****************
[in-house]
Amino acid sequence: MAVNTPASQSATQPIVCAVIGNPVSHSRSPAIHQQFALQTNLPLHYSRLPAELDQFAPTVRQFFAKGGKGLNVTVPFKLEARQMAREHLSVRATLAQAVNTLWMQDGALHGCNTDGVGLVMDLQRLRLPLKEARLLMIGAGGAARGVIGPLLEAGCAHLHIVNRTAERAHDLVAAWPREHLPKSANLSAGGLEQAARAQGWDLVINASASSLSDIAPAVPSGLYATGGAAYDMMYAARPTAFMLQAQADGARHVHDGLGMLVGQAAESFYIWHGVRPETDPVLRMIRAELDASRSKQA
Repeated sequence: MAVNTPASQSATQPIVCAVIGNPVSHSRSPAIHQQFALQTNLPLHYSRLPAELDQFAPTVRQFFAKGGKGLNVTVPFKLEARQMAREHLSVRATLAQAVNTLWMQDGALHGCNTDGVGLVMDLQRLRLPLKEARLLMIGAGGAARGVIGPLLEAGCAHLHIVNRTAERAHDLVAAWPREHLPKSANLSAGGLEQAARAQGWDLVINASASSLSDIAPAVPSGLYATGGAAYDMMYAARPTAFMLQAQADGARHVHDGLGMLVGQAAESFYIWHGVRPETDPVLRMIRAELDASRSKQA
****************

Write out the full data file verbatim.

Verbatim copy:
[in-house]
Amino acid sequence: MAVNTPASQSATQPIVCAVIGNPVSHSRSPAIHQQFALQTNLPLHYSRLPAELDQFAPTVRQFFAKGGKGLNVTVPFKLEARQMAREHLSVRATLAQAVNTLWMQDGALHGCNTDGVGLVMDLQRLRLPLKEARLLMIGAGGAARGVIGPLLEAGCAHLHIVNRTAERAHDLVAAWPREHLPKSANLSAGGLEQAARAQGWDLVINASASSLSDIAPAVPSGLYATGGAAYDMMYAARPTAFMLQAQADGARHVHDGLGMLVGQAAESFYIWHGVRPETDPVLRMIRAELDASRSKQA
Repeated sequence: MAVNTPASQSATQPIVCAVIGNPVSHSRSPAIHQQFALQTNLPLHYSRLPAELDQFAPTVRQFFAKGGKGLNVTVPFKLEARQMAREHLSVRATLAQAVNTLWMQDGALHGCNTDGVGLVMDLQRLRLPLKEARLLMIGAGGAARGVIGPLLEAGCAHLHIVNRTAERAHDLVAAWPREHLPKSANLSAGGLEQAARAQGWDLVINASASSLSDIAPAVPSGLYATGGAAYDMMYAARPTAFMLQAQADGARHVHDGLGMLVGQAAESFYIWHGVRPETDPVLRMIRAELDASRSKQA